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Boomers retiring cautiously

By Jennie L. Phipps ·
Monday, March 28, 2011
Posted: 2 pm ET

Baby boomers are changing the way they think about retirement, and in the process, driving the nation's economy down a revised path.

Federal Reserve Bank of Richmond Gov. Elizabeth Duke in a speech last week to economists shared some new information gathered by the Fed about how pre-retirees have been affected by the economic meltdown of 2008 and 2009.

Duke attributed much of the slow recovery in spending on baby boomers -- ages 50 to 61 -- who have tightened their purse strings. Whether they were among the 20 percent who gained money during the Great Recession or the 49 percent who saw their net worth decline by the equivalent of six months' or more worth of net income, boomers are spending less and rethinking retirement planning.

"It would be reasonable to expect households' plans and attitudes to vary based on the individual wealth outcomes they experienced. But in comparing responses from boomer families that lost wealth to those that gained wealth, we found remarkably similar answers," Duke said.

Across the board among recession winners and losers, more than 66 percent of boomers said they intended to work at least a year longer than they had planned in 2007. I also found it interesting that people who gained assets during the recession were the least likely to say they would spend them. Among boomers who lost six months' or more worth of assets in 2008 and 2009, 28 percent said in 2009 that if things improved for them, they intended to spend more. But of those boomers who gained assets during 2008 and 2009, only 18 percent said they were willing to increase their spending -- even if things continued to get better for them.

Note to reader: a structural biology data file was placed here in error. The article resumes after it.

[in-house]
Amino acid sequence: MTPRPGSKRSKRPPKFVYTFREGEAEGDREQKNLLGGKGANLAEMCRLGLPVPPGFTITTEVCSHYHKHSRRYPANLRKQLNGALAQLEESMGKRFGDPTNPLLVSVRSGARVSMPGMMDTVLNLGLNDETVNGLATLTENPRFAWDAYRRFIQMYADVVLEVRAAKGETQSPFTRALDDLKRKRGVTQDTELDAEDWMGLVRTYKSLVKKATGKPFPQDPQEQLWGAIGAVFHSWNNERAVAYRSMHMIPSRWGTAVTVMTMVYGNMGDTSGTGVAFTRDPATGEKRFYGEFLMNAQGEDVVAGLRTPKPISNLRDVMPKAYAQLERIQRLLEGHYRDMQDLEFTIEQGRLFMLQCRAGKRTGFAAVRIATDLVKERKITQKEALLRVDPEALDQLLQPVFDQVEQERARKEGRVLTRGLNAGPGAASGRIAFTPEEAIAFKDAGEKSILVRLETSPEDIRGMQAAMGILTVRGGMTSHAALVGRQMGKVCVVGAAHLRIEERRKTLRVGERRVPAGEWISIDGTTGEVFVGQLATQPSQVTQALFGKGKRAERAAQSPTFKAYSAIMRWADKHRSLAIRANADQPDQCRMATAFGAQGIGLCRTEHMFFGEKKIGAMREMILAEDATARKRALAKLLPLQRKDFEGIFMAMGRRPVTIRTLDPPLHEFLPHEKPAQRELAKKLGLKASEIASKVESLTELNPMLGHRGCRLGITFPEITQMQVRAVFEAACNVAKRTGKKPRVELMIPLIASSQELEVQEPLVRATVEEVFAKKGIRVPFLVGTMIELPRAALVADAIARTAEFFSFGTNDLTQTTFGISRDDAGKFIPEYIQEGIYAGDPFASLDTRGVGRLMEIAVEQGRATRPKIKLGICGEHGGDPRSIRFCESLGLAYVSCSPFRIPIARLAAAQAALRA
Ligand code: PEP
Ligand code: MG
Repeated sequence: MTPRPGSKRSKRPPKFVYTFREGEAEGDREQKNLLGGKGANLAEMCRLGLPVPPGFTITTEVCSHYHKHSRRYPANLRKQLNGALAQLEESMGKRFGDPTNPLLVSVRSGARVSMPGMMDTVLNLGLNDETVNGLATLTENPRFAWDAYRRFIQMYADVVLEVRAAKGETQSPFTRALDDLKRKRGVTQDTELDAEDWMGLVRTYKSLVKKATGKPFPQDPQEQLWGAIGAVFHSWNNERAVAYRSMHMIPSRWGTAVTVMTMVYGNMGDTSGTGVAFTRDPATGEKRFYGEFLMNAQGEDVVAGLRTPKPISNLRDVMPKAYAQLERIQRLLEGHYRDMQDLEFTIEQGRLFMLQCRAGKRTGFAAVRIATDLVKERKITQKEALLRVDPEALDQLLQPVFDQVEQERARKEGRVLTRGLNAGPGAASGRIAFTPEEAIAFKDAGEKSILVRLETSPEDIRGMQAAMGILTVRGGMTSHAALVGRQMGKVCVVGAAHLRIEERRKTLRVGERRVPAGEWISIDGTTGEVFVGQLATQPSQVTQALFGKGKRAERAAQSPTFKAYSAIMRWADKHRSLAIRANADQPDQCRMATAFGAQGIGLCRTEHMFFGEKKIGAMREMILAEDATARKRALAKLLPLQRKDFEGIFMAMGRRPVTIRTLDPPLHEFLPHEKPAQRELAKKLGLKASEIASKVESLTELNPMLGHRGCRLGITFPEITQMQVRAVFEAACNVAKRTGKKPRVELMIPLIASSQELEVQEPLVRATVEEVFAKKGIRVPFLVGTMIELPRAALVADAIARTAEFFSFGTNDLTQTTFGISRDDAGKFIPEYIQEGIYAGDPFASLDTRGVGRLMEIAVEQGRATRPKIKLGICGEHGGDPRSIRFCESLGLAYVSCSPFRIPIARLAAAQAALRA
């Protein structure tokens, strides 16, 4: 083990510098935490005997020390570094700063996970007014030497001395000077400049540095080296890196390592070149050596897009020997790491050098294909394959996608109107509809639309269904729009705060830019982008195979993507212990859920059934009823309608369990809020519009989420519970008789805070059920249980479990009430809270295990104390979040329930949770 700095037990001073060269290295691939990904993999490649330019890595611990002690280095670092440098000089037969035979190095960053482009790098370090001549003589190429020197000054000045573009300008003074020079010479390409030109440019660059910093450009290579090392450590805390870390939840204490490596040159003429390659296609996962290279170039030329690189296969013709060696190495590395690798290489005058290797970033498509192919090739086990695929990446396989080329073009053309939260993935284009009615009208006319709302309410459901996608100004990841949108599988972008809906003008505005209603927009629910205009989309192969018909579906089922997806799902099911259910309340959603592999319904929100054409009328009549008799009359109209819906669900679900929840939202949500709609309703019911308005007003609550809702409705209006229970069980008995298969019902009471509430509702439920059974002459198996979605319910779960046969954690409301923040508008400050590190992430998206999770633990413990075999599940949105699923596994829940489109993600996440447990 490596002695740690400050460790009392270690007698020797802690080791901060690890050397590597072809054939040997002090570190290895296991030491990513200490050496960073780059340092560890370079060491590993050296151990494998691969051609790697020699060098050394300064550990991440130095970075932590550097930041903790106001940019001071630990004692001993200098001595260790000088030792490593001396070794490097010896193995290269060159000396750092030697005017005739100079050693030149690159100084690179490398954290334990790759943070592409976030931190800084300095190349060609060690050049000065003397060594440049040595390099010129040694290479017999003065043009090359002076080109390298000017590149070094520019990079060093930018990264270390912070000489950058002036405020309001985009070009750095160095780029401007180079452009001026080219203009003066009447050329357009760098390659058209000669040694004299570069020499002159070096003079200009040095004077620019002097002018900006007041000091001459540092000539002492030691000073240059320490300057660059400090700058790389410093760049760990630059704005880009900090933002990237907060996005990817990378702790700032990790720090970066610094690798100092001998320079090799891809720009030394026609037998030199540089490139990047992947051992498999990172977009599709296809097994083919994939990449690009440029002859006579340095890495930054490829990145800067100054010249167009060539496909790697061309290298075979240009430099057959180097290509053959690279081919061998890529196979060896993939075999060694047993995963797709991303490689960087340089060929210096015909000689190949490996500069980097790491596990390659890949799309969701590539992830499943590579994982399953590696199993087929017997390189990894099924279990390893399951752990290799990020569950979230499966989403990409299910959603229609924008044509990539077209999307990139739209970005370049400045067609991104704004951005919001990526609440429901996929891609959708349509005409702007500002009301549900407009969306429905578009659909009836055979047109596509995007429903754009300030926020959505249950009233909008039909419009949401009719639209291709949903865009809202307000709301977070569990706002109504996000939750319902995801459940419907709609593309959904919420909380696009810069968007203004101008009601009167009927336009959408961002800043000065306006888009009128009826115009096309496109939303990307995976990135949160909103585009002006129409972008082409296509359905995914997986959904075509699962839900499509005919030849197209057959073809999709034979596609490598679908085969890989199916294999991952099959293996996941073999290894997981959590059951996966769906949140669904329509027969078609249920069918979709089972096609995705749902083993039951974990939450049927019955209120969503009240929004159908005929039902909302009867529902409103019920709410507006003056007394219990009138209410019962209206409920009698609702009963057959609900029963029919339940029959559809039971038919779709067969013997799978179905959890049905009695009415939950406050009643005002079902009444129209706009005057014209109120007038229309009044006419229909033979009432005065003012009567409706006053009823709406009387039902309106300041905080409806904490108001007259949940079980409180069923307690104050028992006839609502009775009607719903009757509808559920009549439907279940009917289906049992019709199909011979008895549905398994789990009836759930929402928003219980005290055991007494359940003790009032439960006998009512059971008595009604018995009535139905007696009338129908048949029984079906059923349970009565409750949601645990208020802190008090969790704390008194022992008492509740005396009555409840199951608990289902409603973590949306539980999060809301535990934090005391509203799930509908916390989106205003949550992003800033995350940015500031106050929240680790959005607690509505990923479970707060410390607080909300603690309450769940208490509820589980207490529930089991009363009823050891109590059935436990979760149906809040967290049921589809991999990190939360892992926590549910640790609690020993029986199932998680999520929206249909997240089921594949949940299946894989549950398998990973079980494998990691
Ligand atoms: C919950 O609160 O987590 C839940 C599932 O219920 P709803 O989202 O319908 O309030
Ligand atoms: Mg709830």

Duke sees all of this as a sign that it is going to take a long time to recover from this recession because the shock of the downturn drove a fundamental change in attitudes toward spending and saving. In other words, if you've got it, these days you're going to continue to sit on it, and as Duke points out, that's going to affect everyone:

"The baby-boom generation, by virtue of its sheer size, has had an outsized influence on the economy as it has entered every stage in the life cycle, and (this) is no exception," she said.

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